It is now abundantly clear that colossal blunders were made at BlackBerry Ltd.
The company blew through billions of dollars developing, making and marketing products that consumers aren't buying.
So where is the contrition for this mess? A great Canadian company is on the ropes, and no one is owning up to the beating.
Thorsten Heins certainly hasn't. He's out as chief executive after just 22 months on the job, but is being rewarded for failure with a multimillion-dollar severance package.
Nor have the two men who preceded him at BlackBerry – former co-CEOs Mike Lazaridis and Jim Balsillie. Mr. Balsillie quietly snipes from the sidelines that if only Mr. Heins and the board of directors had listened to him about pushing the BlackBerry Messenger (BBM) instant messaging system the company would be fine. Mr. Lazaridis, the company's technology visionary, blames Mr. Heins for underestimating the appeal of the traditional keyboard to BlackBerry's most loyal fans.
And the board of directors, which hired Mr. Heins and approved his golden handshake, isn't owning up to its own trail of miscues. Ditto for Prem Watsa, whose Fairfax Financial Holdings Ltd. failed to deliver on a private buyout.
The BlackBerry saga underscores a disturbing pattern – in the corporate world, and in politics. Personal accountability is out. Finger-pointing is in.
Consider the scandals that have engulfed Prime Minister Stephen Harper and Toronto Mayor Rob Ford.
It is a disgrace that senators abused their expense accounts, and that a prominent mayor smoked crack cocaine and cavorted with alleged drug dealers.
But the real scandal is the stunning failure of the people involved to accept responsibility for bad behaviour.
Mr. Harper refuses to be tied to the actions of Nigel Wright, his once trusted right-hand man and former chief of staff who secretly paid off Senator Mike Duffy's illegitimate expense claims. The Prime Minister has also distanced himself from the Conservative Party of Canada, which worked in the backrooms to negotiate a settlement with Mr. Duffy, and later reimbursed his legal fees.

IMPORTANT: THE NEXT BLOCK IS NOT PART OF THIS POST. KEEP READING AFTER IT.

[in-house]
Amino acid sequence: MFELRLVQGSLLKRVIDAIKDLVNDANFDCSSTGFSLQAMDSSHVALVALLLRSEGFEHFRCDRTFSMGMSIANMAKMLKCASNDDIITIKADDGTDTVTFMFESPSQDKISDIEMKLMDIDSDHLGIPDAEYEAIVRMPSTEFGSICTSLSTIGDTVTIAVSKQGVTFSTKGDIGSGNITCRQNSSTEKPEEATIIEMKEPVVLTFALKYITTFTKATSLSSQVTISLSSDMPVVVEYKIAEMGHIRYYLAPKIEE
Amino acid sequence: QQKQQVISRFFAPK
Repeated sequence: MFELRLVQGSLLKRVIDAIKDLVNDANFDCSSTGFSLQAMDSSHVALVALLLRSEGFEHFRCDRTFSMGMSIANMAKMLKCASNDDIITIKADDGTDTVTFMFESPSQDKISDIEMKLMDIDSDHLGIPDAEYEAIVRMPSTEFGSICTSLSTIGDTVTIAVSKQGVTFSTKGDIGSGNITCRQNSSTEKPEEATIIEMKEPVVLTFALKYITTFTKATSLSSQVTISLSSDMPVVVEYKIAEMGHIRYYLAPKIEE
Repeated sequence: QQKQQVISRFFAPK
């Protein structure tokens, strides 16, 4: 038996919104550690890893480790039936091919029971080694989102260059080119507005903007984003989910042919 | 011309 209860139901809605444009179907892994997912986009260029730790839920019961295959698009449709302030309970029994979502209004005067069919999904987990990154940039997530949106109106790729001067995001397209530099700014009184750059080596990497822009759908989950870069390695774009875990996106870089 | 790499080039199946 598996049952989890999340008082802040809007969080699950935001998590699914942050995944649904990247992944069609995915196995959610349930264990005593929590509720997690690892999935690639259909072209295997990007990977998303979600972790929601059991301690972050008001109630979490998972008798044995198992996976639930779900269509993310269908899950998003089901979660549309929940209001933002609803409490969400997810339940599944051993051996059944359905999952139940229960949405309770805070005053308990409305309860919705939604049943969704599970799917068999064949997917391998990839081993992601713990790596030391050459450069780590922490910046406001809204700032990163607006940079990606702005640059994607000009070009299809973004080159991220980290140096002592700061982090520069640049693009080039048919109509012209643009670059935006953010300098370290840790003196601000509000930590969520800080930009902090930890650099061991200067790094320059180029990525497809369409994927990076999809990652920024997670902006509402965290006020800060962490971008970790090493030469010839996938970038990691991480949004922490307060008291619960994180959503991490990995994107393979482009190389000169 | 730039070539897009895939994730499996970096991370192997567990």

Mr. Harper readily admits mistakes were made – just not by him. The senators let him down. Mr. Wright let him down.
Forgotten, it seems, is that the Prime Minister's Office is an extension of Mr. Harper himself. It does work in his name. And he's the leader of the Conservative Party.
"He wants to be in charge, he just does not want to be responsible," NDP Leader Thomas Mulcair pointed out as he grilled the Prime Minister during Question Period last week.
The moral vacuum in Ottawa pales, however, compared with what's happening in Toronto. Mayor Rob Ford has spent more than six months lying about an apparent substance-abuse problem. At every turn, he has blamed others for his predicament, including political opponents, the news media and Toronto Police Chief Bill Blair. Mr. Ford belatedly admitted that he embarrassed the city after a video apparently showing him smoking crack wound up in police hands. But he has stopped far short of the ultimate expression of responsibility – quitting as mayor.
At BlackBerry, blame for the severely degraded condition of the company must lie with those who collectively guided its strategic direction for the past several years – Mr. Heins, Mr. Balsillie, Mr. Lazaridis and the board. Its reputation with customers and business partners is in tatters after the aborted sale of the company, dwindling market share, mounting losses and the flight of scores of its best and brightest minds.
The unfortunate message here is that it really doesn't matter what leaders do, or what happens on their watch. Arrogant defiance and blame-shifting has replaced personal responsibility. If they looked a little more closely in the mirror, such leaders might not like the image staring back at them.
As U.S. President Theodore Roosevelt once famously put it: "If you could kick the person in the pants responsible for most of your trouble, you wouldn't sit for a month."